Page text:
Decline of traditional marriage affects students’ values, speakers say

WASHINGTON – The decline of traditional marriage in America continues to affect students’ education and the future welfare of the Catholic Church, said a University of Virginia professor at a symposium at The Catholic University of America.

“The nation’s retreat on marriage has made it difficult for many children and young adults to learn and live intellectual virtues that will allow them to pursue an academic vocation to the fullest,” said W. Bradford Wilcox, associate professor of sociology and director of the National Marriage Project.

He spoke April 12 at one of a series of events sponsored by Catholic University in honor of President John Garvey’s inauguration in January. The April 11-12 symposium was on how to apply intellect and virtue to campus life.

Along with Wilcox, speakers included Helen Alvare, associate professor of law at George Mason University; John Crosby, professor of philosophy at Franciscan University of Steubenville, Ohio; and Jeanne Heffernan Schindler, assistant professor in the department of humanities and affiliate professor in the Villanova University School of Law.

Wilcox said universities need to do a better job of preparing students for marriage, “a vocation that goes right to the heart of the welfare and future of the Catholic Church.”

Noting that although fewer Americans are getting married, divorce rates are much higher and cohabitation is on the increase around the world, marital happiness is surprisingly on the decline.

“The thought was if we made divorce easier from both a legal and normative perspective, then it would clear up all that dead wood, all those dead marriages,” said Wilcox.

Students from unmarried families are prone to more drinking and “hooking up,” or engaging in casual sex, Wilcox said. He cited polling by sociologist Mark Regnerus, saying 40-60 percent of students report “hooking up” sometime in their college career.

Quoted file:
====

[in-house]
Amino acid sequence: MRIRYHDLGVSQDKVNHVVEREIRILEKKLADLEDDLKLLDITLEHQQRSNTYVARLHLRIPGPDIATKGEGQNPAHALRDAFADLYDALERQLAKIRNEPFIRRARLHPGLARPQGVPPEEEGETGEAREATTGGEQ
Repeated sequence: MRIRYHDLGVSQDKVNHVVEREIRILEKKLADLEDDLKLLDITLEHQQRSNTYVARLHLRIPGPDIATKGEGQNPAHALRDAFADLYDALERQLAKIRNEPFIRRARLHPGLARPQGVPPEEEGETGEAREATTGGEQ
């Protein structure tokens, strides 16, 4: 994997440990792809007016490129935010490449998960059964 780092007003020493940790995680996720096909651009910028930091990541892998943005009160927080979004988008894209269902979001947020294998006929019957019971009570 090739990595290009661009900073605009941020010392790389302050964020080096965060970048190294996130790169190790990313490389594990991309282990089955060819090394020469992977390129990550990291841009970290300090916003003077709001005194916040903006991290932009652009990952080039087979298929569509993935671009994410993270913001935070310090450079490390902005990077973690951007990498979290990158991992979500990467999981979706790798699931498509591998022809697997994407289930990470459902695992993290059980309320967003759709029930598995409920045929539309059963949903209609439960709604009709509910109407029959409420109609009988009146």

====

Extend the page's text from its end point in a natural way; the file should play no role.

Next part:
Poor guidance about relationships on college campuses also affects education success, said Wilcox. He added that chaste women have fewer emotional problems and chaste men do better academically. Wilcox showed statistics reflecting that students who come from homes that are intact are more likely to graduate from high school and college.

He recommended colleges support single-sex dorms; make the sacraments readily available to students; and support student groups seeking to educate their peers about sex and marriage.

Crosby said one way Franciscan University of Steubenville supports chaste students is in households, fraternitylike communities centered on faith where students can pray, work and play together. He said it serves as an instrument of student evangelization.

Alvare said the Catholic Church has the advantage of many resources it can use to teach on sex, mating, marriage and procreation and universities should use them to prepare students for their vocations.

She said this is a time of experimental change in family law related to the separation of sex from parenting and parenting from marriage.

The creation of the birth control pill has been one of the most monumental technologies that has changed society, Alvare said. She added that the morning-after pill has become the symbol of freedom from childbearing, and an aid to equality between men and women when it comes to sexual freedom.

“Since the advent of this technology we actually have more out-of-wedlock pregnancies, more out-of-wedlock births, more abortions, more cohabitation, more divorce and sexually transmitted diseases,” said Alvare.

The government has set up programs encouraging sexual abstinence but still hands out birth control, she continued, saying the attitude seems to be, “Let’s fix the symptoms but not get to the fundamental problem.”

Wilcox said the decline in traditional families is affecting the future of the Catholic Church, since the fortunes of the church in the U.S. rise and fall with the fortunes of the intact married family.

About 33 percent of the decline of churchgoers is related to family issues, he said. Sixty-two percent of married couples with children attend church at least twice a month, while only 14 percent of married couples without children go to church, he noted. And unmarried families with children rarely attend church.

“It’s just one more sign that marriage is losing its power to shape the lives of adults and kids in this country,” said Wilcox.

Catholic Review

Catholic Review

The Catholic Review is the official publication of the Archdiocese of Baltimore.